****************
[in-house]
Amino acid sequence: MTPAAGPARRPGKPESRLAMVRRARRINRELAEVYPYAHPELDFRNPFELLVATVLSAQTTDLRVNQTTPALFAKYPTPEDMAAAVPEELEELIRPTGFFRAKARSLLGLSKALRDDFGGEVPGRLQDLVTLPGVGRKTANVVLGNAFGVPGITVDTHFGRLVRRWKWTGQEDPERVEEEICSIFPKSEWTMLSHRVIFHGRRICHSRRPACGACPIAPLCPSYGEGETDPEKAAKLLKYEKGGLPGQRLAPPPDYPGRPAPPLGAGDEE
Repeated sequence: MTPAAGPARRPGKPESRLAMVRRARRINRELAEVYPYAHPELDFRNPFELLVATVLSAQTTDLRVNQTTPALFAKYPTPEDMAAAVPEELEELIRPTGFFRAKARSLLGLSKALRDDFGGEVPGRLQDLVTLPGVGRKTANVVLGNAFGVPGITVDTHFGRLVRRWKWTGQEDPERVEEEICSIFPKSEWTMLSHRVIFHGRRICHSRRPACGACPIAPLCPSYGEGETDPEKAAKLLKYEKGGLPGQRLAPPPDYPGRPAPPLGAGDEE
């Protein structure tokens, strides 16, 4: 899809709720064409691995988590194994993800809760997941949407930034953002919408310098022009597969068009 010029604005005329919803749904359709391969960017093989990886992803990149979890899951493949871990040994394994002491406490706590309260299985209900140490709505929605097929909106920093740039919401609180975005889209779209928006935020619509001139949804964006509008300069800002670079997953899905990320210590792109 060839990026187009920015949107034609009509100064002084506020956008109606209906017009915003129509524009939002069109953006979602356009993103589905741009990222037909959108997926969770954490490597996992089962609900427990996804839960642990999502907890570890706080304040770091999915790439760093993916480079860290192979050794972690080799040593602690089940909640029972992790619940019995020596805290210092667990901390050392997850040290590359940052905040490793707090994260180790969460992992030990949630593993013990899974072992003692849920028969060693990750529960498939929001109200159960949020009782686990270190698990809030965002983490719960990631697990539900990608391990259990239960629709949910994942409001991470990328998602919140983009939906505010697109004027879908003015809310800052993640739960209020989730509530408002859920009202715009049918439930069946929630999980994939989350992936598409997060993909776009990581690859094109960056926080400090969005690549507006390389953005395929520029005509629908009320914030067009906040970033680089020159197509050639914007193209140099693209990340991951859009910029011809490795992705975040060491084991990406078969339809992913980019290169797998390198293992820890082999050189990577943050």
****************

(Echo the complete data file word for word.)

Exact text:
[in-house]
Amino acid sequence: MTPAAGPARRPGKPESRLAMVRRARRINRELAEVYPYAHPELDFRNPFELLVATVLSAQTTDLRVNQTTPALFAKYPTPEDMAAAVPEELEELIRPTGFFRAKARSLLGLSKALRDDFGGEVPGRLQDLVTLPGVGRKTANVVLGNAFGVPGITVDTHFGRLVRRWKWTGQEDPERVEEEICSIFPKSEWTMLSHRVIFHGRRICHSRRPACGACPIAPLCPSYGEGETDPEKAAKLLKYEKGGLPGQRLAPPPDYPGRPAPPLGAGDEE
Repeated sequence: MTPAAGPARRPGKPESRLAMVRRARRINRELAEVYPYAHPELDFRNPFELLVATVLSAQTTDLRVNQTTPALFAKYPTPEDMAAAVPEELEELIRPTGFFRAKARSLLGLSKALRDDFGGEVPGRLQDLVTLPGVGRKTANVVLGNAFGVPGITVDTHFGRLVRRWKWTGQEDPERVEEEICSIFPKSEWTMLSHRVIFHGRRICHSRRPACGACPIAPLCPSYGEGETDPEKAAKLLKYEKGGLPGQRLAPPPDYPGRPAPPLGAGDEE
């Protein structure tokens, strides 16, 4: 899809709720064409691995988590194994993800809760997941949407930034953002919408310098022009597969068009 010029604005005329919803749904359709391969960017093989990886992803990149979890899951493949871990040994394994002491406490706590309260299985209900140490709505929605097929909106920093740039919401609180975005889209779209928006935020619509001139949804964006509008300069800002670079997953899905990320210590792109 060839990026187009920015949107034609009509100064002084506020956008109606209906017009915003129509524009939002069109953006979602356009993103589905741009990222037909959108997926969770954490490597996992089962609900427990996804839960642990999502907890570890706080304040770091999915790439760093993916480079860290192979050794972690080799040593602690089940909640029972992790619940019995020596805290210092667990901390050392997850040290590359940052905040490793707090994260180790969460992992030990949630593993013990899974072992003692849920028969060693990750529960498939929001109200159960949020009782686990270190698990809030965002983490719960990631697990539900990608391990259990239960629709949910994942409001991470990328998602919140983009939906505010697109004027879908003015809310800052993640739960209020989730509530408002859920009202715009049918439930069946929630999980994939989350992936598409997060993909776009990581690859094109960056926080400090969005690549507006390389953005395929520029005509629908009320914030067009906040970033680089020159197509050639914007193209140099693209990340991951859009910029011809490795992705975040060491084991990406078969339809992913980019290169797998390198293992820890082999050189990577943050």